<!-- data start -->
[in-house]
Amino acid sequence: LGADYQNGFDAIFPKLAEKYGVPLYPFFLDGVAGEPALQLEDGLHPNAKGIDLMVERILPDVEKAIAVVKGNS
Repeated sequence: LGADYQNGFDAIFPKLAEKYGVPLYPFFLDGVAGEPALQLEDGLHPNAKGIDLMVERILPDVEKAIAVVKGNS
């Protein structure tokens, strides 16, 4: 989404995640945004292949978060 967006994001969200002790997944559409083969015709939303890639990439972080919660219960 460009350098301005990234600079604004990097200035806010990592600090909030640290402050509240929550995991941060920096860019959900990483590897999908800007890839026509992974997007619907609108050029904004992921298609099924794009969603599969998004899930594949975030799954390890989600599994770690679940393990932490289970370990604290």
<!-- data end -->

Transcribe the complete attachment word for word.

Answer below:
[in-house]
Amino acid sequence: LGADYQNGFDAIFPKLAEKYGVPLYPFFLDGVAGEPALQLEDGLHPNAKGIDLMVERILPDVEKAIAVVKGNS
Repeated sequence: LGADYQNGFDAIFPKLAEKYGVPLYPFFLDGVAGEPALQLEDGLHPNAKGIDLMVERILPDVEKAIAVVKGNS
């Protein structure tokens, strides 16, 4: 989404995640945004292949978060 967006994001969200002790997944559409083969015709939303890639990439972080919660219960 460009350098301005990234600079604004990097200035806010990592600090909030640290402050509240929550995991941060920096860019959900990483590897999908800007890839026509992974997007619907609108050029904004992921298609099924794009969603599969998004899930594949975030799954390890989600599994770690679940393990932490289970370990604290």